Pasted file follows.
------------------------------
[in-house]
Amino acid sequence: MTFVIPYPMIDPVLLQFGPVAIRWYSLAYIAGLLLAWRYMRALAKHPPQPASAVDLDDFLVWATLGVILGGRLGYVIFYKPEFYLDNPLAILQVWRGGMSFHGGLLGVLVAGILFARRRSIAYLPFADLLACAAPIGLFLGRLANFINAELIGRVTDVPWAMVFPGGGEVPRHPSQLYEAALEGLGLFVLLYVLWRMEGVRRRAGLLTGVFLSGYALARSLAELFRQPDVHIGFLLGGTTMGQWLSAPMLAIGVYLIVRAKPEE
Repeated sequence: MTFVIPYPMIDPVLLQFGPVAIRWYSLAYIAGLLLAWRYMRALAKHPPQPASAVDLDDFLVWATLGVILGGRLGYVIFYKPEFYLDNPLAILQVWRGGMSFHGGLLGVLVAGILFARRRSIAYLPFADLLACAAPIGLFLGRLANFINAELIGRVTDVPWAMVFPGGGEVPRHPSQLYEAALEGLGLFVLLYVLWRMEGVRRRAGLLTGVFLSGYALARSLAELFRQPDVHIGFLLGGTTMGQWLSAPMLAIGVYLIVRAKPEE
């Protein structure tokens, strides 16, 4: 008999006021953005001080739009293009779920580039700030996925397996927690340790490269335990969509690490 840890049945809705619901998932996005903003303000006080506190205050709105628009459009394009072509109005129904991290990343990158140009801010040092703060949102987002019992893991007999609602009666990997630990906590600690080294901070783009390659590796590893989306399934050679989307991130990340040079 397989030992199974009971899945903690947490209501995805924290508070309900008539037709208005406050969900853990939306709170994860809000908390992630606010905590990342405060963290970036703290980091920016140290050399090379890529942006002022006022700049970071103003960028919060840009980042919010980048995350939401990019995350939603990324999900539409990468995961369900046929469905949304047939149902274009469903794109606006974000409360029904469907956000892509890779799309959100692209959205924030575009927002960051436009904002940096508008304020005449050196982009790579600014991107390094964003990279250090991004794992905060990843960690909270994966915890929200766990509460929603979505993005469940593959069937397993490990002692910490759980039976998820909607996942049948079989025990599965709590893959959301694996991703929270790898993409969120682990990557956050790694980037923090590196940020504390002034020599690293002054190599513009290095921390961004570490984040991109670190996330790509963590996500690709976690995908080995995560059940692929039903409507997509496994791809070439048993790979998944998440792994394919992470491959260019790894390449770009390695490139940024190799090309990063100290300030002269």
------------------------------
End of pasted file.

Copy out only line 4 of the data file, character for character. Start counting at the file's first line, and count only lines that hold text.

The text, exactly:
């Protein structure tokens, strides 16, 4: 008999006021953005001080739009293009779920580039700030996925397996927690340790490269335990969509690490 840890049945809705619901998932996005903003303000006080506190205050709105628009459009394009072509109005129904991290990343990158140009801010040092703060949102987002019992893991007999609602009666990997630990906590600690080294901070783009390659590796590893989306399934050679989307991130990340040079 397989030992199974009971899945903690947490209501995805924290508070309900008539037709208005406050969900853990939306709170994860809000908390992630606010905590990342405060963290970036703290980091920016140290050399090379890529942006002022006022700049970071103003960028919060840009980042919010980048995350939401990019995350939603990324999900539409990468995961369900046929469905949304047939149902274009469903794109606006974000409360029904469907956000892509890779799309959100692209959205924030575009927002960051436009904002940096508008304020005449050196982009790579600014991107390094964003990279250090991004794992905060990843960690909270994966915890929200766990509460929603979505993005469940593959069937397993490990002692910490759980039976998820909607996942049948079989025990599965709590893959959301694996991703929270790898993409969120682990990557956050790694980037923090590196940020504390002034020599690293002054190599513009290095921390961004570490984040991109670190996330790509963590996500690709976690995908080995995560059940692929039903409507997509496994791809070439048993790979998944998440792994394919992470491959260019790894390449770009390695490139940024190799090309990063100290300030002269």